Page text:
Chronic pain affects one in five Australians, rising to one in three for those aged over 65. Its impact on individuals, families and the wider community can’t be overestimated. During National Pain Week (22-28 July) the Australian Physiotherapy Association (APA) is calling on the federal government to properly fund evidence-based treatments like physiotherapy that support the complex multidisciplinary care requirements of people living with this debilitating condition.
Chronic pain is Australia’s third most costly health burden and the leading cause of early retirement and work absenteeism, costing the economy more than $73 billion per year. Levels of psychological distress are six times higher for those living with chronic pain, while 40% of sufferers report symptoms of anxiety and/or depression.
Too many Australians living with chronic pain are unable to access best practice pain management treatments, often the result of non-subsidised treatment costs and lack of accessibility to skilled health care providers. This gap in health care often leads to further decline in the health of sufferers as services are not delivered in appropriate clinical timeframes, leading to significant physical and psychological ill health, family stress and the risk of unemployment.
Dianne Wilson, chair of the APA Pain group, says:
We need to turn around the cycle of increasing disability that many chronic pain sufferers become part of, simply because they are unable to access the best treatments when they need them. Physiotherapists should be part of every health team treating chronic pain.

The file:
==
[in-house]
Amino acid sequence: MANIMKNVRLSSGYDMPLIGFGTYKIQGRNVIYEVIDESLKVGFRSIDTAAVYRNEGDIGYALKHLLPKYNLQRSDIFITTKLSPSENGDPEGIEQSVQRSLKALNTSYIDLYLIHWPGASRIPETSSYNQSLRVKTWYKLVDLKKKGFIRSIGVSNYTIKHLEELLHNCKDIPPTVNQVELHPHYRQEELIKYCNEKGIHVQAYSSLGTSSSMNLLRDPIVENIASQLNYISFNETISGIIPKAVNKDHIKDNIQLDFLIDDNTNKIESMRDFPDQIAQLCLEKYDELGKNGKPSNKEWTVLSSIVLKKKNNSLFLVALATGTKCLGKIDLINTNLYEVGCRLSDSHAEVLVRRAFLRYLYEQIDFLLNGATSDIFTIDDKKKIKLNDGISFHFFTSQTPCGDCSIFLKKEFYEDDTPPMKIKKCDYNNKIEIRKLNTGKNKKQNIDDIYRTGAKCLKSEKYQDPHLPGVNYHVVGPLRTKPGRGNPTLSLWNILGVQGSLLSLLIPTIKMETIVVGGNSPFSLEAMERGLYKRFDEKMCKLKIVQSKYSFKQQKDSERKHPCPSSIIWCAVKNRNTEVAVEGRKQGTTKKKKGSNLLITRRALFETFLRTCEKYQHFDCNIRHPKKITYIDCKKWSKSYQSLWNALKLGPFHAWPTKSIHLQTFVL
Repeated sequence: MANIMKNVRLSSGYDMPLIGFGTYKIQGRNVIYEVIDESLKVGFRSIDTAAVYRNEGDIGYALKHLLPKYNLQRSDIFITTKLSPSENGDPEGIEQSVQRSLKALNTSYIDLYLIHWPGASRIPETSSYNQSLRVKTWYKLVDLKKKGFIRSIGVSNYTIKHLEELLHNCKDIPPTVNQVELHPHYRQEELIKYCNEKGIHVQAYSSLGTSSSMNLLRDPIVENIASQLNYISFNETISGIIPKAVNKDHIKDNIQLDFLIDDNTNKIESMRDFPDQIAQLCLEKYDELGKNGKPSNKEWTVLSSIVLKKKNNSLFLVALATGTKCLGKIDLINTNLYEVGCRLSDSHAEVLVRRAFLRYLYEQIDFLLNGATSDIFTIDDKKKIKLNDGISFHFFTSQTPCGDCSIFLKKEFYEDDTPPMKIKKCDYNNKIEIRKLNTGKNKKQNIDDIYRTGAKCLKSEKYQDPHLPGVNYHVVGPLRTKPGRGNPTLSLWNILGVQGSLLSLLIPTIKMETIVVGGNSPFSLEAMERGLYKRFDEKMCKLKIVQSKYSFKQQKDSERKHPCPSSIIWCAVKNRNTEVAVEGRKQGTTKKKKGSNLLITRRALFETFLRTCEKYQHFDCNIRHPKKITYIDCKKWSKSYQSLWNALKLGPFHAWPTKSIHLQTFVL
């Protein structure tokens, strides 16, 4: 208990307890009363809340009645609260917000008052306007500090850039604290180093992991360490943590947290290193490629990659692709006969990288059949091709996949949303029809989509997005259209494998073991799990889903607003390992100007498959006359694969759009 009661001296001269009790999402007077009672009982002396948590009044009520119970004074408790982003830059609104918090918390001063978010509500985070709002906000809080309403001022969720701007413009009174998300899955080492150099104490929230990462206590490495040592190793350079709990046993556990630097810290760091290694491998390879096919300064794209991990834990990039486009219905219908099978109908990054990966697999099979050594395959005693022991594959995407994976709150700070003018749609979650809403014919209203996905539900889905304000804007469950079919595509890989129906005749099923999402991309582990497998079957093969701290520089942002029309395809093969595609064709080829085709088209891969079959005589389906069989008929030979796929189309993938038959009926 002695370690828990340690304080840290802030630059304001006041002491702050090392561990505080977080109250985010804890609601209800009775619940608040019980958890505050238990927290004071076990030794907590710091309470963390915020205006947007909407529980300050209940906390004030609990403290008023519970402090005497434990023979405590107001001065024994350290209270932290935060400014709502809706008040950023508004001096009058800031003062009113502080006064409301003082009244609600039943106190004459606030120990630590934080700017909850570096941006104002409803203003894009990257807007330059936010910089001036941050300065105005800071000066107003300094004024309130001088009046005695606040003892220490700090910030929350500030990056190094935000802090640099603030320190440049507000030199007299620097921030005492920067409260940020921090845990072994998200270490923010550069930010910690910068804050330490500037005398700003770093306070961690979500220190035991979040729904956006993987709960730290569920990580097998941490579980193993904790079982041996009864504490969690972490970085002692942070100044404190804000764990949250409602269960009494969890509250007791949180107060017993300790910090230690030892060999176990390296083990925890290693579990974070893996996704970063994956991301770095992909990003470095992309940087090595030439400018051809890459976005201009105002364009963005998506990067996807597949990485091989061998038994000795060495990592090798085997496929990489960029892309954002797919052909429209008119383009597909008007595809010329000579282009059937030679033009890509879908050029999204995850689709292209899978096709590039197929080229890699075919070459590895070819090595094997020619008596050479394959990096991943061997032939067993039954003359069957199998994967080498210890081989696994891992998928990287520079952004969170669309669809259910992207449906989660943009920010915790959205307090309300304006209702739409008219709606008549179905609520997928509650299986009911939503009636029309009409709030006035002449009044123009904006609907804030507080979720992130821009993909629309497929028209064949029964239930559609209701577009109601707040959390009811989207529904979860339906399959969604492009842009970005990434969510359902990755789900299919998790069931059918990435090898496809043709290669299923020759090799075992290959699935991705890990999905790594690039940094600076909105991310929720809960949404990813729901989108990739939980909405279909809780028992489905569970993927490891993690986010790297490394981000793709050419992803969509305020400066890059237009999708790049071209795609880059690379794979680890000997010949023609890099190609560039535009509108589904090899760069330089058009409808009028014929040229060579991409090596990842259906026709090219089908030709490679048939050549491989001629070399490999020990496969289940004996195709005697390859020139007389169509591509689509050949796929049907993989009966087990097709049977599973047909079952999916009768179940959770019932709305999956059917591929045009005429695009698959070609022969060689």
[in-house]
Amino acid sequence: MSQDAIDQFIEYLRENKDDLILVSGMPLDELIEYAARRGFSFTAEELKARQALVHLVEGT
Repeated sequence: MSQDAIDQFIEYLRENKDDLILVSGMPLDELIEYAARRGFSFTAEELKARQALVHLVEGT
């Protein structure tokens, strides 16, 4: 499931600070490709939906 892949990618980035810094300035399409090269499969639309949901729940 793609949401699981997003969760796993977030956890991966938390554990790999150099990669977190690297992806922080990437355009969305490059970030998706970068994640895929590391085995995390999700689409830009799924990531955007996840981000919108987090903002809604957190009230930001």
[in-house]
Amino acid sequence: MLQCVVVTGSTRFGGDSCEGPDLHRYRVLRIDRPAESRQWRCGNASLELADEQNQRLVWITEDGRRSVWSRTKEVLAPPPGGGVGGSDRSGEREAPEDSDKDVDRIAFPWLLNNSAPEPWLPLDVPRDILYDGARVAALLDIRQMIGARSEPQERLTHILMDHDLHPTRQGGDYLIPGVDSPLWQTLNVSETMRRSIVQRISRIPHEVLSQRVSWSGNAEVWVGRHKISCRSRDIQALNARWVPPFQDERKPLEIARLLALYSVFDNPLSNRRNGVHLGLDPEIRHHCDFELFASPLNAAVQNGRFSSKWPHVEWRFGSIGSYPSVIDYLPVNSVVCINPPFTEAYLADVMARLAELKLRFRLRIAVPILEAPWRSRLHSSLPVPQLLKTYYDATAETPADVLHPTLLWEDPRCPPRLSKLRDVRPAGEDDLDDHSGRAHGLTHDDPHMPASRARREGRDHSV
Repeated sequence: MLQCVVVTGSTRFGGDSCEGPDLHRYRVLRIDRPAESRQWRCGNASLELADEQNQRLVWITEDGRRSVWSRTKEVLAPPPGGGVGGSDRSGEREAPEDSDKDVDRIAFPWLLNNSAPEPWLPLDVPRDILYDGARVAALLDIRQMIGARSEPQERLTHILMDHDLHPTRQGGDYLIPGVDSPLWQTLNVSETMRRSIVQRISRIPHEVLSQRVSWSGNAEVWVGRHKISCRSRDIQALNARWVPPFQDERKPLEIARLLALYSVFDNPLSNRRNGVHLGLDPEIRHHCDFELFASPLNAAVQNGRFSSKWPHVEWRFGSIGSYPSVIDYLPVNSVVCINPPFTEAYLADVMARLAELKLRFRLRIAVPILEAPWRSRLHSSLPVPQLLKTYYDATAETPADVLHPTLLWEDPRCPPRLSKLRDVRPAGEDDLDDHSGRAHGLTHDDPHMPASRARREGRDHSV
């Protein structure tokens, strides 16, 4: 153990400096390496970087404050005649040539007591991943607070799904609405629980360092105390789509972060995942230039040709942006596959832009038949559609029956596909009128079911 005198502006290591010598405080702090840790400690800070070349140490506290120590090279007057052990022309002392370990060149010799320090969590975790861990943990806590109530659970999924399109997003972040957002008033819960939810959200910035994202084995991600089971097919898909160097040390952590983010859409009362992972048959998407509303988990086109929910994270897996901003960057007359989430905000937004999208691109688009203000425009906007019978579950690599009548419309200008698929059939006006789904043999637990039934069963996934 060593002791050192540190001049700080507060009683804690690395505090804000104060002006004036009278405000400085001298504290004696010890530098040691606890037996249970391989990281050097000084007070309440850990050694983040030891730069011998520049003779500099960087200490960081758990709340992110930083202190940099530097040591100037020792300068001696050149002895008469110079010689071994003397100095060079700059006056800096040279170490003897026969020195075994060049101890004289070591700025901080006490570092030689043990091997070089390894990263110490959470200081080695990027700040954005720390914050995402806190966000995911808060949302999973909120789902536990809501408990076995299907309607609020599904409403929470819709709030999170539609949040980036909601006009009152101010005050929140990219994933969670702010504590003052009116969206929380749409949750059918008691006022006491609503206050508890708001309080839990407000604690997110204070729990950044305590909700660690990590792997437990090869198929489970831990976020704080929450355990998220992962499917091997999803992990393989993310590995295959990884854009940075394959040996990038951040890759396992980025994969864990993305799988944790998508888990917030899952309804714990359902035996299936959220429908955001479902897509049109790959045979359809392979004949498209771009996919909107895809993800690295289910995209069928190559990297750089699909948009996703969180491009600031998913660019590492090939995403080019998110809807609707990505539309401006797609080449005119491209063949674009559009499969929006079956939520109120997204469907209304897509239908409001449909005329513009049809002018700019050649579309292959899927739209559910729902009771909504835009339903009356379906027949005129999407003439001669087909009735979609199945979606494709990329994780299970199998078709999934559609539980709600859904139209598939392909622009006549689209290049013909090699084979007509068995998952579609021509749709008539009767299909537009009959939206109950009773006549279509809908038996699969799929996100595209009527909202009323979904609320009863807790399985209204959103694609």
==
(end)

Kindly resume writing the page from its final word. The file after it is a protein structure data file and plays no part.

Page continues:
While it may seem counter-intuitive, maintaining movement is the best thing people in chronic pain can do. Physiotherapists have the clinical expertise to educate patients and guide them through a supervised exercise program, pacing and grading the program to suit their individual needs.
Importantly, physios can offer education and reassurance to patients who fear that exercise will increase their pain. We see many patients who come into our clinics with a very significant fear of pain, and as a result they tend to avoid any type of movement or exercise. Movement helps the body heal and boosts the immune system. Avoiding healthy activities often leads to an increase of disability and further loss of well-being”.
A survey by Chronic Pain Australia showed that while the majority of people suffering chronic pain wanted to continue to see allied health professionals, including physiotherapists, they found these services to be unaffordable due to their lack of government subsidy.
Medicare funding for chronic pain services occurs via a Chronic Disease Management Plan provided by a patient’s GP, allowing for five sessions of physiothereapy or other allied health treatment. However, Dianne says this simply skims the surface of what is needed to make a meaningful difference.
“It’s imperative chronic pain is addressed in the same way as a diabetes or mental health management plan so that adequate physiotherapy treatments are subsidized and delivered in a multi-disciplinary model. Ideally, we’ll get to a point where risk factors for the development of chronic pain are identified and managed early, thus eliminating chronicity altogether. In the meantime, properly funding evidence based health treatments for those who are in significant pain is the only way to support their improved health, quality of life and reintegration into their communities.”